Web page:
In connection with a little / a few people often speak of countable nouns and uncountable nouns. Countable nouns have a singular and a plural form. In plural, these nouns can be used with a number (that's why they are called 'countable nouns'). Countable nouns take a few.
Similarly, you may ask, is traffic countable or uncountable?
When used as a countable noun, jam typically refers to traffic congestion: I always get caught in traffic jams. Here are some more examples of nouns which can be either countable or uncountable, depending on meaning. When used as a countable noun, air has two different meanings.
Is several countable or uncountable?
Pick the right quantifier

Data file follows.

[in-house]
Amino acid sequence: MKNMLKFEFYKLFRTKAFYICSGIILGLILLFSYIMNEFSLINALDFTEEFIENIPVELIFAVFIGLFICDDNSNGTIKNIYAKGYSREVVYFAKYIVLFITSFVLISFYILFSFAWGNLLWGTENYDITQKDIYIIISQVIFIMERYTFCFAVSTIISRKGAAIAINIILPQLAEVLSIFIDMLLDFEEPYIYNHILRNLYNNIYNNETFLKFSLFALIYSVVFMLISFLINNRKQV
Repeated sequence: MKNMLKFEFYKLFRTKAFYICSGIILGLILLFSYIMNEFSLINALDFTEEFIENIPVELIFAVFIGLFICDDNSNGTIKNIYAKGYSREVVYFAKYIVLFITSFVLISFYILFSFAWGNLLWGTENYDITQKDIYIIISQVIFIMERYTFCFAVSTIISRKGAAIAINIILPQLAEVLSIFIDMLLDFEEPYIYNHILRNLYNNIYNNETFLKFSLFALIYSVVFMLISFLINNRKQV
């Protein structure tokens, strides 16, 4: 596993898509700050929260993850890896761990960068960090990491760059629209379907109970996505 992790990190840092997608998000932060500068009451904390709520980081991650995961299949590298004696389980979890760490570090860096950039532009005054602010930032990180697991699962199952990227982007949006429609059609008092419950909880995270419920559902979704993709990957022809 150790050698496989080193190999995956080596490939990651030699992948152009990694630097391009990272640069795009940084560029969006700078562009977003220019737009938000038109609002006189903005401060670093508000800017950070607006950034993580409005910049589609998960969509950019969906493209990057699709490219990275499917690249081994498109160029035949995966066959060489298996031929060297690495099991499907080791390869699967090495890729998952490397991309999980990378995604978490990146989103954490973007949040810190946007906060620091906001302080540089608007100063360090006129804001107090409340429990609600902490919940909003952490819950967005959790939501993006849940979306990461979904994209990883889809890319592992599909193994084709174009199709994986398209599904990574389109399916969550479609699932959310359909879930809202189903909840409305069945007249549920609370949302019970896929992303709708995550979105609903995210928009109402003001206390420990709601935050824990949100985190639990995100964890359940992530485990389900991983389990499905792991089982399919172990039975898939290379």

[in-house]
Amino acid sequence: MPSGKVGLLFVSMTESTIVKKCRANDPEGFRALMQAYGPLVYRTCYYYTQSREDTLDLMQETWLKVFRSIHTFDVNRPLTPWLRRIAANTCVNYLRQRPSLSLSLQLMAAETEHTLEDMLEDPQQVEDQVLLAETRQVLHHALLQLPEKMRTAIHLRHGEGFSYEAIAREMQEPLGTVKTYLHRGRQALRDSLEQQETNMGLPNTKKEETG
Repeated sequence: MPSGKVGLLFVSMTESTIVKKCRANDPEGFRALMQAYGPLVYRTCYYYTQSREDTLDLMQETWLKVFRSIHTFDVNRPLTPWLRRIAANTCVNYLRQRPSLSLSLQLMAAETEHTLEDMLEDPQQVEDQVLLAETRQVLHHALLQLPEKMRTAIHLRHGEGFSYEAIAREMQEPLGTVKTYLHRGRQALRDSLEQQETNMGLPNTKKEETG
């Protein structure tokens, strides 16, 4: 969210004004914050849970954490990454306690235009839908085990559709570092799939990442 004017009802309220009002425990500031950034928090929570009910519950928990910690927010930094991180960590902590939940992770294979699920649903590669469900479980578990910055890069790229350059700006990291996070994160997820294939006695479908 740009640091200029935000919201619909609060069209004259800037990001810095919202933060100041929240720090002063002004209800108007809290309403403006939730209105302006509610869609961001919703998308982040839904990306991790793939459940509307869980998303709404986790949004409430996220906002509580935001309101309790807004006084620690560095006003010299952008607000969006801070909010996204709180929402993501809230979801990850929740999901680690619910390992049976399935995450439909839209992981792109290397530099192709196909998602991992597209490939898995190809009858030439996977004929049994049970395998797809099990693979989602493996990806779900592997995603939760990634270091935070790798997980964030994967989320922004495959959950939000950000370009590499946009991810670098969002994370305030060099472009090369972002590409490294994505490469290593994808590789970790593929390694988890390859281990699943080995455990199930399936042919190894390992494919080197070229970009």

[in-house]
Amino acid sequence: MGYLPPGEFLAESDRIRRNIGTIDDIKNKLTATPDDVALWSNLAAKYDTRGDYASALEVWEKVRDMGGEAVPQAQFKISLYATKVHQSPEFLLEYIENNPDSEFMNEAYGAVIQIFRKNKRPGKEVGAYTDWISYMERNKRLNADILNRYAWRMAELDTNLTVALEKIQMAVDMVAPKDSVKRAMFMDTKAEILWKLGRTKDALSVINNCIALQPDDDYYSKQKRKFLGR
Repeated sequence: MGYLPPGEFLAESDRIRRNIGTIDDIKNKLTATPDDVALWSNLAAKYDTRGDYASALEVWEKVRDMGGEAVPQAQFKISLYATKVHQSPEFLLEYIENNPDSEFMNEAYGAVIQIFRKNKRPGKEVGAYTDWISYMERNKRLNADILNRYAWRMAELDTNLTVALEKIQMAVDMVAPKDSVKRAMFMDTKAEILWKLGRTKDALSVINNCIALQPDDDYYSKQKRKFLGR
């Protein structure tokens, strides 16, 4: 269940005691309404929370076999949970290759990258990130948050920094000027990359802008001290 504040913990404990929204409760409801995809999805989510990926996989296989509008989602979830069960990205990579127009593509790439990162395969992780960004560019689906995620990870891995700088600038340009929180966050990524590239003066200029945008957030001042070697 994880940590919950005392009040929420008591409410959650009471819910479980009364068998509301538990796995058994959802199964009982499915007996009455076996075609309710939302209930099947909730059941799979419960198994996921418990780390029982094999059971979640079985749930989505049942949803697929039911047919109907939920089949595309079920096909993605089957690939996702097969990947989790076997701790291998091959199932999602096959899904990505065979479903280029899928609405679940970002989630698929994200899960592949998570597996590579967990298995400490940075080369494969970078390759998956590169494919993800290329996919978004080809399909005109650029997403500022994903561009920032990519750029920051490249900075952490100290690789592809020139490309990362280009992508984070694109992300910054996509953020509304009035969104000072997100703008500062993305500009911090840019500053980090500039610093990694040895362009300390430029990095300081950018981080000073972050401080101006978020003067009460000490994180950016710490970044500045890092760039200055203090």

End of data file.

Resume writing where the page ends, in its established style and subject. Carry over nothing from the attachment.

|Only with uncountable nouns||With all types of nouns||Only with countable nouns|
|a little||no, none, not any||a few|
|a bit of||some||a number of|
|a great deal of||a lot of, lots of||a great number of|
Is the word chocolate countable or uncountable?
Countable & Uncountable nouns (2) Some words can be both countable and uncountable depending on how they are used. In a box of chocolates, the chocolates are countable and you can take one. When you have a bar of chocolate the chocolate is uncountable and you can take some.